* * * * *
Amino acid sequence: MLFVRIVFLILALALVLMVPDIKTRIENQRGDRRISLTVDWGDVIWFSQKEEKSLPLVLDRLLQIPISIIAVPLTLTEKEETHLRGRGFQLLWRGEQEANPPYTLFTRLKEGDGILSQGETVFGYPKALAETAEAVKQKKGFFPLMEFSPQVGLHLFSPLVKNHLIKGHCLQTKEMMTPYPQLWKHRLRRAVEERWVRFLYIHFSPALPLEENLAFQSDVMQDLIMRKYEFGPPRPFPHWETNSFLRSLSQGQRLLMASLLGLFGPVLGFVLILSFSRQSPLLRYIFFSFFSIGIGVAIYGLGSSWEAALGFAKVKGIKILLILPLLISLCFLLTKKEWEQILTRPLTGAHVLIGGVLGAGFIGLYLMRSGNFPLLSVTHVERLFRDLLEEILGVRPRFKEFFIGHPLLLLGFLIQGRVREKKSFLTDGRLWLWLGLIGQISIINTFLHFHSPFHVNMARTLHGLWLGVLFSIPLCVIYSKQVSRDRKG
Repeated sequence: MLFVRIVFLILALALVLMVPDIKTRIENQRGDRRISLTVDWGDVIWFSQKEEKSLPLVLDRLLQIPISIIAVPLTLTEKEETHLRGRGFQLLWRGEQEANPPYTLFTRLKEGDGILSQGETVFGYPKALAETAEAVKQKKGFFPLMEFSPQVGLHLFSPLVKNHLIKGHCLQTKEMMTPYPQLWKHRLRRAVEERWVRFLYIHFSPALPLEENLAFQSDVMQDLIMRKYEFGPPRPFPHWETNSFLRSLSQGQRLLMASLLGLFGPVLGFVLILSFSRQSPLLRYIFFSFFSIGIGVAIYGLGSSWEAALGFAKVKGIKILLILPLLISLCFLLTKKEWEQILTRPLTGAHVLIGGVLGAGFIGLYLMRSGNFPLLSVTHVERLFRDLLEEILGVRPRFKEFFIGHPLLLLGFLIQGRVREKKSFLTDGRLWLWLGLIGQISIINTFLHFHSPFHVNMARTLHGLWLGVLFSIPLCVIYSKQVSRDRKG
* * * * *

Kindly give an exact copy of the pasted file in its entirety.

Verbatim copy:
Amino acid sequence: MLFVRIVFLILALALVLMVPDIKTRIENQRGDRRISLTVDWGDVIWFSQKEEKSLPLVLDRLLQIPISIIAVPLTLTEKEETHLRGRGFQLLWRGEQEANPPYTLFTRLKEGDGILSQGETVFGYPKALAETAEAVKQKKGFFPLMEFSPQVGLHLFSPLVKNHLIKGHCLQTKEMMTPYPQLWKHRLRRAVEERWVRFLYIHFSPALPLEENLAFQSDVMQDLIMRKYEFGPPRPFPHWETNSFLRSLSQGQRLLMASLLGLFGPVLGFVLILSFSRQSPLLRYIFFSFFSIGIGVAIYGLGSSWEAALGFAKVKGIKILLILPLLISLCFLLTKKEWEQILTRPLTGAHVLIGGVLGAGFIGLYLMRSGNFPLLSVTHVERLFRDLLEEILGVRPRFKEFFIGHPLLLLGFLIQGRVREKKSFLTDGRLWLWLGLIGQISIINTFLHFHSPFHVNMARTLHGLWLGVLFSIPLCVIYSKQVSRDRKG
Repeated sequence: MLFVRIVFLILALALVLMVPDIKTRIENQRGDRRISLTVDWGDVIWFSQKEEKSLPLVLDRLLQIPISIIAVPLTLTEKEETHLRGRGFQLLWRGEQEANPPYTLFTRLKEGDGILSQGETVFGYPKALAETAEAVKQKKGFFPLMEFSPQVGLHLFSPLVKNHLIKGHCLQTKEMMTPYPQLWKHRLRRAVEERWVRFLYIHFSPALPLEENLAFQSDVMQDLIMRKYEFGPPRPFPHWETNSFLRSLSQGQRLLMASLLGLFGPVLGFVLILSFSRQSPLLRYIFFSFFSIGIGVAIYGLGSSWEAALGFAKVKGIKILLILPLLISLCFLLTKKEWEQILTRPLTGAHVLIGGVLGAGFIGLYLMRSGNFPLLSVTHVERLFRDLLEEILGVRPRFKEFFIGHPLLLLGFLIQGRVREKKSFLTDGRLWLWLGLIGQISIINTFLHFHSPFHVNMARTLHGLWLGVLFSIPLCVIYSKQVSRDRKG